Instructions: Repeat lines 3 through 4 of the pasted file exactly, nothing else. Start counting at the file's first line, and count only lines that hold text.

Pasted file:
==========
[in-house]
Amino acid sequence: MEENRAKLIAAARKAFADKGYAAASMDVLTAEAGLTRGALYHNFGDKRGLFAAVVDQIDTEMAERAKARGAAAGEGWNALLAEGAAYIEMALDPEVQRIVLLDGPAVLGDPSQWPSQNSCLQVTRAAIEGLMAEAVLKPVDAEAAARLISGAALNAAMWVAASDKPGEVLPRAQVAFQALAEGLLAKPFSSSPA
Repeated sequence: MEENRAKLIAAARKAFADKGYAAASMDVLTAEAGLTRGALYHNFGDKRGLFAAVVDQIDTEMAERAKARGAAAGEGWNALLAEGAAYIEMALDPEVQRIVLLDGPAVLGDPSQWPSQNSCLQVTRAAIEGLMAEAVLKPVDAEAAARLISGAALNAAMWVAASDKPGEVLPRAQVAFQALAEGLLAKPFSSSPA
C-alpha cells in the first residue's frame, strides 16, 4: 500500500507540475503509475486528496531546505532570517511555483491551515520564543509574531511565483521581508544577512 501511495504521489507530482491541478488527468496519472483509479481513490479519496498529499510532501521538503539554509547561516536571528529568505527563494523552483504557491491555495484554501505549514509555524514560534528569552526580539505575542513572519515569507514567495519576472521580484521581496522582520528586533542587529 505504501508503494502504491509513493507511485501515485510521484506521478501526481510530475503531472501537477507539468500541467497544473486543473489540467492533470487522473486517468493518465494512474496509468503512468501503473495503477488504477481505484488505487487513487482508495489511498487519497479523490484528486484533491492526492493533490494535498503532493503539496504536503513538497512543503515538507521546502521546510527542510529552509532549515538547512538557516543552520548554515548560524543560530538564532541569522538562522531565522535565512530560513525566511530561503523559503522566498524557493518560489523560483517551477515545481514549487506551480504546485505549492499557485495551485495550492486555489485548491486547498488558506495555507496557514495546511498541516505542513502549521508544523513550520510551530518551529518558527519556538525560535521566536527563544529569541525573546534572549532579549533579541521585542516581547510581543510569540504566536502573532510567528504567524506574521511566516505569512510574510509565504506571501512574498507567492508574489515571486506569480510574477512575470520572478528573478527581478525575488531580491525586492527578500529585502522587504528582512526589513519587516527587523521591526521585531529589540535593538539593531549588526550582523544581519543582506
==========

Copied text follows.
Repeated sequence: MEENRAKLIAAARKAFADKGYAAASMDVLTAEAGLTRGALYHNFGDKRGLFAAVVDQIDTEMAERAKARGAAAGEGWNALLAEGAAYIEMALDPEVQRIVLLDGPAVLGDPSQWPSQNSCLQVTRAAIEGLMAEAVLKPVDAEAAARLISGAALNAAMWVAASDKPGEVLPRAQVAFQALAEGLLAKPFSSSPA
C-alpha cells in the first residue's frame, strides 16, 4: 500500500507540475503509475486528496531546505532570517511555483491551515520564543509574531511565483521581508544577512 501511495504521489507530482491541478488527468496519472483509479481513490479519496498529499510532501521538503539554509547561516536571528529568505527563494523552483504557491491555495484554501505549514509555524514560534528569552526580539505575542513572519515569507514567495519576472521580484521581496522582520528586533542587529 505504501508503494502504491509513493507511485501515485510521484506521478501526481510530475503531472501537477507539468500541467497544473486543473489540467492533470487522473486517468493518465494512474496509468503512468501503473495503477488504477481505484488505487487513487482508495489511498487519497479523490484528486484533491492526492493533490494535498503532493503539496504536503513538497512543503515538507521546502521546510527542510529552509532549515538547512538557516543552520548554515548560524543560530538564532541569522538562522531565522535565512530560513525566511530561503523559503522566498524557493518560489523560483517551477515545481514549487506551480504546485505549492499557485495551485495550492486555489485548491486547498488558506495555507496557514495546511498541516505542513502549521508544523513550520510551530518551529518558527519556538525560535521566536527563544529569541525573546534572549532579549533579541521585542516581547510581543510569540504566536502573532510567528504567524506574521511566516505569512510574510509565504506571501512574498507567492508574489515571486506569480510574477512575470520572478528573478527581478525575488531580491525586492527578500529585502522587504528582512526589513519587516527587523521591526521585531529589540535593538539593531549588526550582523544581519543582506